Anne Carson’s haunting and beautiful Nox is her first book of poetry in five years—a unique, illustrated, accordion-fold-out “book in a box.”Nox is an epitaph in the form of a book, a facsimile of a handmade book Anne Carson wrote and created after the death of her brother. The poem describes coming to terms with his loss through the lens of her translation of Poem 101 by Catullus “for his brother who died in the Troad.” Nox is a work of poetry, but arrives as a fascinating and unique physical object. Carson ...

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Anne Carson’s haunting and beautiful Nox is her first book of poetry in five years—a unique, illustrated, accordion-fold-out “book in a box.”Nox is an epitaph in the form of a book, a facsimile of a handmade book Anne Carson wrote and created after the death of her brother. The poem describes coming to terms with his loss through the lens of her translation of Poem 101 by Catullus “for his brother who died in the Troad.” Nox is a work of poetry, but arrives as a fascinating and unique physical object. Carson pasted old letters, family photos, collages and sketches on pages. The poems, typed on a computer, were added to this illustrated “book” creating a visual and reading experience so amazing as to open up our concept of poetry.

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Editorial Reviews

Publishers Weekly
In order to discuss Carson's latest work—a foldout, Jacob's ladder collage of letters, photographs, and poetry, all housed in a beautiful box—one must first address its resistance to being addressed. Rather, what Carson does (and with furious precision) is impress upon us her grief over a life she cannot recapture—for Carson, this life is her brother's, for whom this collection is both an elegy and a history. What results is a work of astonishing candor, in which Carson manages to define the elegy anew by exploring the lacunae of her brother's life. “It is when you are asking about something,” she writes, “that you realize you have survived it, and so you must carry it, or fashion it into a thing that carries itself.” Carson accomplishes just that, creating a physical record of a life in the form of a book that allows its fragments to carry her brother's absence. To call this art object extraordinary—more than a book, it's a reproduction of a scroll Carson made by hand—would be to understate. What Carson has given us is an act of devotion of such integrity that it carries its grief on its back. (Apr.)
The Millions
“Nox’s intelligence, sadness, and wry humor alone might be enough, but its form takes me even more. To read is sensual. You handle the folds, opening one winged pair at a time or in quick, slinky unfurlings. And this read is not linear, with pages dissolving behind you as you turn, but spatial, more like letting your eyes wander a room. With the whole book unfurled you see it entire and make links among images, like a staircase or an egg that reappear folds apart, and among words like ash, festive, blush. You prowl the book itself.”
New York Review of Books
“Rarely has forking over thirty dollars felt like such a solemn act of memorial.”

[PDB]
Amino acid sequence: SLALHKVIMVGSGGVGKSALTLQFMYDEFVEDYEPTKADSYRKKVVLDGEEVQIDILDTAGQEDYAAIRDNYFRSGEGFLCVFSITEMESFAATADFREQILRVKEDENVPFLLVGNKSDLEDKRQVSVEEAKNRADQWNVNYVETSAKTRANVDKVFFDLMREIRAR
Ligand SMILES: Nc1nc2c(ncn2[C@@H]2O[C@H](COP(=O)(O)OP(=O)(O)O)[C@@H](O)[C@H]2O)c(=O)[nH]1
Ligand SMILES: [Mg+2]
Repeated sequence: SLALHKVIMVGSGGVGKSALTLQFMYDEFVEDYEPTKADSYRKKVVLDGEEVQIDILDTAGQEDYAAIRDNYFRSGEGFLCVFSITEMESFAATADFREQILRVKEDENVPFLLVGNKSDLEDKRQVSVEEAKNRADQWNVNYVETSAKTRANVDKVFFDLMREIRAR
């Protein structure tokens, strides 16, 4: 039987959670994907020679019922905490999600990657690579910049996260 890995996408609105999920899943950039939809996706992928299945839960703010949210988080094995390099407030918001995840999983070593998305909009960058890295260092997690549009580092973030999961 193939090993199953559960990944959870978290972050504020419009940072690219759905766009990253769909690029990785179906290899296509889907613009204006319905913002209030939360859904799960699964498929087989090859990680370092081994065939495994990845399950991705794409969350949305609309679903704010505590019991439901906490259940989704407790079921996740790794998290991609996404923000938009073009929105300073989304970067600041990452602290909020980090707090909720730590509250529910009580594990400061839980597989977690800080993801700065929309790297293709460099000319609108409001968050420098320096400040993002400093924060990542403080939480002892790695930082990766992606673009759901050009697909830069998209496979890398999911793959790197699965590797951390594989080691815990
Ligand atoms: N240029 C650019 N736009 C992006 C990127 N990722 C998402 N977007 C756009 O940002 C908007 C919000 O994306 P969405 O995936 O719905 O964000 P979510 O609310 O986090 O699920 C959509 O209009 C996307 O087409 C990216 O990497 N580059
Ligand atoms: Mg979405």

The New York Review of Books
“Carson has . . . created an individual form and style for narrative verse. . . . Seldom has Pound’s injunction ‘Make It New’ been so spectacularly obeyed.”
The New York Times Magazine
Anne Carson is a poet who likes to get under people’s skin.— Melanie Rehak
The New York Times Book Review
Trust me: it's an Anne Carson book. Maybe her best....The book is totally recherché and weirdly clear, lingered over and neatly boxed. Precious in the word’s best sense.— Ben Ratliff
Susan Sontag
“She is one of the few writers writing in English that I would read anything she wrote.”
Melanie Rehak - The New York Times Magazine
“Anne Carson is a poet who likes to get under people’s skin.”
Ben Ratliff - The New York Times Book Review
“Trust me: it's an Anne Carson book. Maybe her best....The book is totally recherché and weirdly clear, lingered over and neatly boxed. Precious in the word’s best sense.”
Library Journal
Carson (Autobiography of Red) traverses the intimate territory of familial past with text, photographs, drawings, and other ephemera that explore her relationship with her brother Michael, who fled to Europe to avoid a jail sentence on drug charges and died years later in Copenhagen. A scholar of ancient Greek, Carson uses the definitions and etymologies of Greek terms to ground the story of her brother's life and death. These definitions, which appear on right-hand pages, often serve a function similar to that of a Greek chorus—they foreshadow or illuminate various parts of Michael's story, whose text appears on the left-hand pages. Intercut with graphical elements, this book differs from many avant-garde texts in that it compels the reader to use a range of different sensory faculties to interpret the story being told. VERDICT Equal parts visual art, verse, and memoir, this bold tale of exile and estrangement will be indispensable for poetry readers.—Chris Pusateri, Jefferson Cty. P.L., Lakewood, CO
Michael Dirda
…moving yet strikingly unconventional…The assembled "text" of Nox itself is a mosaic of memories of Michael—both the "starry lad he was" and the "windswept spirit" he became—illustrated with family photographs, bits of artwork and various typographical scraps and orts…Carson is famously reticent about her private life, but Nox allows us to glimpse a bit of it.
—The Washington Post
Ben Ratliff
Anne Carson's new book comes in a box the color of a rainy day, with a sliver of a family snapshot on the front. Inside is a Xerox-quality reproduction of a notebook, made after the death of her brother, including text and photographs and letters, pasted-in inkjet printouts, handwriting, paintings and collage. Nox has no page numbers, and it's accordion-folded. It carries a whiff of visual art multiple or gift shop souvenir or Griffin & Sabine. But trust me: it's an Anne Carson book. Maybe her best…The book is totally recherché and weirdly clear, lingered over and neatly boxed, precious in the word's best sense.
—The New York Times
Daphne Merkin - The New York Times Book Review
“In the small world of people who keep up with contemporary poetry, Anne Carson has been cutting a large swath, inciting both envy and admiration.”
The Barnes & Noble Review